Institute Day Two: Tinkering, Values, Identity, and Strand Debuts

“The most powerful thing about this Institute was having an open group of people from all around the country willing to collaborate to create ideas to improve Maker education in a variety of ways in a very safe space.”

After surfacing our intentions as maker educators on Day One of our Summer Institute, we participated in a Values Mapping activity as a whole group on Day Two. We believe that starting with an understanding of why we value maker education is important. Values Mapping is a visioning tool developed by Maker Ed to support discussion and reflection around how making connects to social justice & equity, workforce or skill development, and learning.

Afterwards, the entire group jumped into a maker-centered activity using low tech cardboard circuit blocks. This activity is emblematic of one of our approaches to curriculum integration, Tinkering to Discover. Participants explored electricity by tinkering with circuit materials, such as lights, buzzers, switches, motors, potentiometers, and batteries. This was an opportunity for all participants to engage in a learner-driven, open-ended, exploratory activity.

A group of educators 4 experiments with circuit blocks in pairs

Two educators discuss what they've learned about circuit blocks so far. On the left is a man in a black polo shirt, and on the right is a woman with chunky black glasses and red nails.

This image of hand-drawn, colorful notes reads: "Circuit Discovery - Series + Parallel circuit" followed by a hand-drawn diagram of an LED circuit.

Participants then reflected on their experience first as learners and then as educators using the Learning Dimensions of Making and Tinkering, a tool developed by the Exploratorium’s Tinkering Studio. We discussed the design variables and facilitation moves of a Tinkering to Discover activity. This reflection cycle was repeated after each activity in the curriculum strand. 

A wide group shot of 10 educators in the Maker Ed Community Studio makerspace

Several post-it notes on a pegboard illustrate participant observations about the Tinkering to Discover activity.

After engaging in this whole group making activity, participants split up into one of their choice-based Learning Strands: Program Development & Planning, Activity/Curriculum Design & Facilitation, or Assessment & Evaluation.

Participants in the Curriculum Strand engaged in a second making activity which explored a combination of history and sewing as an example of the Making to Learn approach to curriculum integration. Participants read and analyzed primary sources related to the Little Rock Nine during the Civil Rights Movement. They created a textile representation of the primary source using different stitching techniques, fabrics, beads, and buttons. We then used these physical representations to create a timeline of the events and discuss the impact they had in relation to desegregation of schools. Participants went through a second cycle of reflection and discussion about their experience, the Learning Dimensions, and the design and facilitation of a Making to Learn activity.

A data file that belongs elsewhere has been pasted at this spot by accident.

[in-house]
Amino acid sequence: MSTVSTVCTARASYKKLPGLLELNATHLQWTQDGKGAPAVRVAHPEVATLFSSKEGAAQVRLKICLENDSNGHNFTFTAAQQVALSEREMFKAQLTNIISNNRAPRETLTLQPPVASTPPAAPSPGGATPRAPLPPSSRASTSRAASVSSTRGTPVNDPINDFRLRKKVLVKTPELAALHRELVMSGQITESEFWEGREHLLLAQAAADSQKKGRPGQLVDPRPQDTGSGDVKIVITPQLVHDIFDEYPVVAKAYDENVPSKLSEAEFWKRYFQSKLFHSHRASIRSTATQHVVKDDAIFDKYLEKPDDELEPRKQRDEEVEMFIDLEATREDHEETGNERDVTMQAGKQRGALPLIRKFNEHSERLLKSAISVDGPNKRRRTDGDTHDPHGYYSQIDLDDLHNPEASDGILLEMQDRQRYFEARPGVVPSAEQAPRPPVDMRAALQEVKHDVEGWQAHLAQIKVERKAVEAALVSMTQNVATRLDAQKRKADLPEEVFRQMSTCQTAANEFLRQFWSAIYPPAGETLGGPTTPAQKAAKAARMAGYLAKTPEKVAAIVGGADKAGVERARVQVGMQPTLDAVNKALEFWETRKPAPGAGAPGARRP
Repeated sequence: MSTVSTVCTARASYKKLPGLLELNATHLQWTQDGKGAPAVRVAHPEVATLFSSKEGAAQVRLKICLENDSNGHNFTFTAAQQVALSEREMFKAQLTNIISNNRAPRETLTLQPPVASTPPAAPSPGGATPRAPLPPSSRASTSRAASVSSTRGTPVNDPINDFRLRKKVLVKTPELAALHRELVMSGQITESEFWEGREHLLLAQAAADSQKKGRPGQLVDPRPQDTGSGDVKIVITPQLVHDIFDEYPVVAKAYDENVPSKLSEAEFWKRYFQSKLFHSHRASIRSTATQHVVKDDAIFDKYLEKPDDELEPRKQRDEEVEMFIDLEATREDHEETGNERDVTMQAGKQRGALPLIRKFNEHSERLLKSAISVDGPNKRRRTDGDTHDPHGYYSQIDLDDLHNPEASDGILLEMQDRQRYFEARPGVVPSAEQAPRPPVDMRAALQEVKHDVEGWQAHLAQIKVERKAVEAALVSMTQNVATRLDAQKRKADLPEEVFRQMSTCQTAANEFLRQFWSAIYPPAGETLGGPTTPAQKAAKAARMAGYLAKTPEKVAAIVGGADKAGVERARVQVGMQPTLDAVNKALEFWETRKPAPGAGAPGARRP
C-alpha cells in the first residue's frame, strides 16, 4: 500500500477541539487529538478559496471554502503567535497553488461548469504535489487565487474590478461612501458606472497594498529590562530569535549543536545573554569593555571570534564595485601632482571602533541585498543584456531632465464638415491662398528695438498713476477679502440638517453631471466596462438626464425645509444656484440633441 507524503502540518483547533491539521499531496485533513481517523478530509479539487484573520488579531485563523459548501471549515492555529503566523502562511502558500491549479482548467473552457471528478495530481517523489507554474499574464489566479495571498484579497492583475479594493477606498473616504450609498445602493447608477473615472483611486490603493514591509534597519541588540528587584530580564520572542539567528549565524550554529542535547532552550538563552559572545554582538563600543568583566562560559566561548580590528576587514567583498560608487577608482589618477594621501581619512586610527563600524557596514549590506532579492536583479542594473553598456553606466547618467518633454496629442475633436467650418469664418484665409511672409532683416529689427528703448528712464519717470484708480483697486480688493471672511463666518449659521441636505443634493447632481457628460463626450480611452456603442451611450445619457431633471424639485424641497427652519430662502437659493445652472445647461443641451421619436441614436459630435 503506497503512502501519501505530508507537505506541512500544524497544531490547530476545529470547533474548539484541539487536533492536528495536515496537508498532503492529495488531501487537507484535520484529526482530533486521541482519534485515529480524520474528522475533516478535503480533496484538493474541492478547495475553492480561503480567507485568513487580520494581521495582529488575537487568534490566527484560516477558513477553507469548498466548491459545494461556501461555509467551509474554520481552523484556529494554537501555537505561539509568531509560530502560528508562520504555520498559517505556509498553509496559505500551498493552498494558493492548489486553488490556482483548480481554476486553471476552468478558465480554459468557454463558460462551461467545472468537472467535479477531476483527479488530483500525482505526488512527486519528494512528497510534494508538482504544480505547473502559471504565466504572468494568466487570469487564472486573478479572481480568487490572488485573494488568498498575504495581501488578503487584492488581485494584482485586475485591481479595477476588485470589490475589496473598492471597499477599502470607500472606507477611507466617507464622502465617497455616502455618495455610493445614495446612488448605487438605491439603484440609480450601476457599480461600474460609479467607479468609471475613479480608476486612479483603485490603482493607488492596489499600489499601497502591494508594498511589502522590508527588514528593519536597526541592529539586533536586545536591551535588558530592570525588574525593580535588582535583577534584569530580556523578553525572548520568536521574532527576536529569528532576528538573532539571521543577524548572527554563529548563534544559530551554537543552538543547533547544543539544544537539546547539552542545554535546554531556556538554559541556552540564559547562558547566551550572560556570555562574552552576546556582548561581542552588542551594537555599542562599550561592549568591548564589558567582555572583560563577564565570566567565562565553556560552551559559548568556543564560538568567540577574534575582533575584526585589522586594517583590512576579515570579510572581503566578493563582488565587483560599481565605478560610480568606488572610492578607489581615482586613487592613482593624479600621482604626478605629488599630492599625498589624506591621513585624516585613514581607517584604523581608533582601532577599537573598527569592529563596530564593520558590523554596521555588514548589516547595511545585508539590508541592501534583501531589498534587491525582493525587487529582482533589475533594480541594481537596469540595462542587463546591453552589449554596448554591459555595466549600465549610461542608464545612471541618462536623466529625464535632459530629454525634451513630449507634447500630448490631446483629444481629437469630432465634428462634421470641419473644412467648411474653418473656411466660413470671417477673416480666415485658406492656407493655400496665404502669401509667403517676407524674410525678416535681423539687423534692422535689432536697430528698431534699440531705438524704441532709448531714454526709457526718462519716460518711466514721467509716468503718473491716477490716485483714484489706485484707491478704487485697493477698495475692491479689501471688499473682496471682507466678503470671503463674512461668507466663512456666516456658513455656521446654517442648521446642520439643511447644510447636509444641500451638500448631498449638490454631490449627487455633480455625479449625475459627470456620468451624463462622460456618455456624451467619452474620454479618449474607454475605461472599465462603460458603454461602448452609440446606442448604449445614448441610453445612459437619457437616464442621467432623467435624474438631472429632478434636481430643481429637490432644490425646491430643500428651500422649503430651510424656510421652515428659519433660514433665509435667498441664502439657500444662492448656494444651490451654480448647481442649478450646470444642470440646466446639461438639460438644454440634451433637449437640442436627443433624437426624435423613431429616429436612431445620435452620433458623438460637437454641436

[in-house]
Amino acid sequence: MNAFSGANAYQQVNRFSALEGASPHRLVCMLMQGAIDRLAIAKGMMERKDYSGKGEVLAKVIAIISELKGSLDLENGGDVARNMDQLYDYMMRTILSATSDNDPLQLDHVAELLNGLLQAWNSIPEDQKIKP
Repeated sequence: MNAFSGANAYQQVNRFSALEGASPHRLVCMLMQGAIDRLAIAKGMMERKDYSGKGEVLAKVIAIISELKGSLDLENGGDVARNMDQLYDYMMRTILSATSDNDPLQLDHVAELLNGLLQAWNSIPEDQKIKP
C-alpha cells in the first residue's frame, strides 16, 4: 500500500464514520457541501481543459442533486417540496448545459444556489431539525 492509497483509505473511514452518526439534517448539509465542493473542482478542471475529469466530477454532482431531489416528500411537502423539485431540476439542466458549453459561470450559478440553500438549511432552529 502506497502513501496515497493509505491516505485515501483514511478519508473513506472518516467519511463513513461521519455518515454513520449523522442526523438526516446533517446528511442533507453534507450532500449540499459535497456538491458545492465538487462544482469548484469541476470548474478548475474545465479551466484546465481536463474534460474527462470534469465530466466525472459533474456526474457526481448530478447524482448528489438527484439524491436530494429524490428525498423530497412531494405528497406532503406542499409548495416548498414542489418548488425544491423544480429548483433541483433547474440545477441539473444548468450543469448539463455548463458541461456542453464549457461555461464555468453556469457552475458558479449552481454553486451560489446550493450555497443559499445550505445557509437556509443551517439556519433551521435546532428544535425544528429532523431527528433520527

An educator is hand-sewing a colorful quilt block

Two educators, a man and a woman, collaborate on a hand-sewn quilt block.

Participants in the Assessment Strand observed the second making activity in order to look for signs of learning based on the Learning Dimensions. They discussed the evidence collected in order to reflect on maker-centered assessments.

Simultaneously, participants in the Program Development strand worked on building a vision for the goals, impacts, and actions of their program. Since we had a variety of participants from different learning environments, such as K–12 classrooms, museums, community colleges, and more, we used a Parts, Purposes, and Interactions thinking routine from Agency by Design to help participants map the systems of different elements in their respective programs. We also engaged in a stakeholder mapping activity, another tool developed by Maker Ed to help educators reflect on how to establish and deepen relationships with the various stakeholders that impact their work.

Throughout the week, we also participated in daily sessions centered on equity and how it plays a role within and throughout our practice as educators. All participants received a copy of Culturally Responsive Teaching and the Brain by Zaretta Hammond. On Day Two, we worked on developing our awareness of lived experiences by reflecting on our different identity markers, such as race/ethnicity, gender, religion, socio-economic status, and sexual orientation. We discussed how our identities and the identities of our students impact our teaching and learning. We used this session to set the groundwork to discuss culturally responsive and equitable teaching practices for the rest of the week.  

Finally, we hosted a dinner event for participants that evening. Since we had a large group of participants from all across the country, we enjoyed this opportunity to deepen our connections over a delicious meal.

A large group of people sit and eat at long tables outside in a garden.

Interested in learning more about what happened at our Summer Institute? Read our recaps from Day 1, Day 3, and Day 4







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